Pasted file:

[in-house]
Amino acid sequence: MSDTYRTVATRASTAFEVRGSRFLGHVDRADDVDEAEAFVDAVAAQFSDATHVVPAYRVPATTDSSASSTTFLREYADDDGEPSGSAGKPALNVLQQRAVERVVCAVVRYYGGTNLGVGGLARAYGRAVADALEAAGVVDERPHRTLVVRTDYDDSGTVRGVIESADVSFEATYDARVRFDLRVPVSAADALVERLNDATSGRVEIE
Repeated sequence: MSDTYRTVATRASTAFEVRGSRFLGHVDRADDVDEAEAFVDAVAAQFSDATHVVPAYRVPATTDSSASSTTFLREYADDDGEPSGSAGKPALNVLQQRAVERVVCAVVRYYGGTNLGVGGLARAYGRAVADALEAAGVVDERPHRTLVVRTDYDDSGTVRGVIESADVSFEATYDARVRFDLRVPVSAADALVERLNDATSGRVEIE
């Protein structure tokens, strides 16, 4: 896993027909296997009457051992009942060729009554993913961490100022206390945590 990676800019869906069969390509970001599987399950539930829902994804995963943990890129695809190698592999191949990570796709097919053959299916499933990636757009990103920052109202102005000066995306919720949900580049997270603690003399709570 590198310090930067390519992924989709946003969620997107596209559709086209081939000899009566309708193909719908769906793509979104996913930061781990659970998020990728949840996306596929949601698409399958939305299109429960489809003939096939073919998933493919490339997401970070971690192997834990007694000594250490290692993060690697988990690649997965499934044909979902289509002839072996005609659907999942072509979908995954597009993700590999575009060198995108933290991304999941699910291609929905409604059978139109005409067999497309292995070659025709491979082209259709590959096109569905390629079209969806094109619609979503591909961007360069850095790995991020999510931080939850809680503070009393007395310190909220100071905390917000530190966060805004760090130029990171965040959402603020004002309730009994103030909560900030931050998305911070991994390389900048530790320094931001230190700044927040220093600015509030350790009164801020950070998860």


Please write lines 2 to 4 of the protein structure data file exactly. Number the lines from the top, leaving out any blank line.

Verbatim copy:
Amino acid sequence: MSDTYRTVATRASTAFEVRGSRFLGHVDRADDVDEAEAFVDAVAAQFSDATHVVPAYRVPATTDSSASSTTFLREYADDDGEPSGSAGKPALNVLQQRAVERVVCAVVRYYGGTNLGVGGLARAYGRAVADALEAAGVVDERPHRTLVVRTDYDDSGTVRGVIESADVSFEATYDARVRFDLRVPVSAADALVERLNDATSGRVEIE
Repeated sequence: MSDTYRTVATRASTAFEVRGSRFLGHVDRADDVDEAEAFVDAVAAQFSDATHVVPAYRVPATTDSSASSTTFLREYADDDGEPSGSAGKPALNVLQQRAVERVVCAVVRYYGGTNLGVGGLARAYGRAVADALEAAGVVDERPHRTLVVRTDYDDSGTVRGVIESADVSFEATYDARVRFDLRVPVSAADALVERLNDATSGRVEIE
């Protein structure tokens, strides 16, 4: 896993027909296997009457051992009942060729009554993913961490100022206390945590 990676800019869906069969390509970001599987399950539930829902994804995963943990890129695809190698592999191949990570796709097919053959299916499933990636757009990103920052109202102005000066995306919720949900580049997270603690003399709570 590198310090930067390519992924989709946003969620997107596209559709086209081939000899009566309708193909719908769906793509979104996913930061781990659970998020990728949840996306596929949601698409399958939305299109429960489809003939096939073919998933493919490339997401970070971690192997834990007694000594250490290692993060690697988990690649997965499934044909979902289509002839072996005609659907999942072509979908995954597009993700590999575009060198995108933290991304999941699910291609929905409604059978139109005409067999497309292995070659025709491979082209259709590959096109569905390629079209969806094109619609979503591909961007360069850095790995991020999510931080939850809680503070009393007395310190909220100071905390917000530190966060805004760090130029990171965040959402603020004002309730009994103030909560900030931050998305911070991994390389900048530790320094931001230190700044927040220093600015509030350790009164801020950070998860």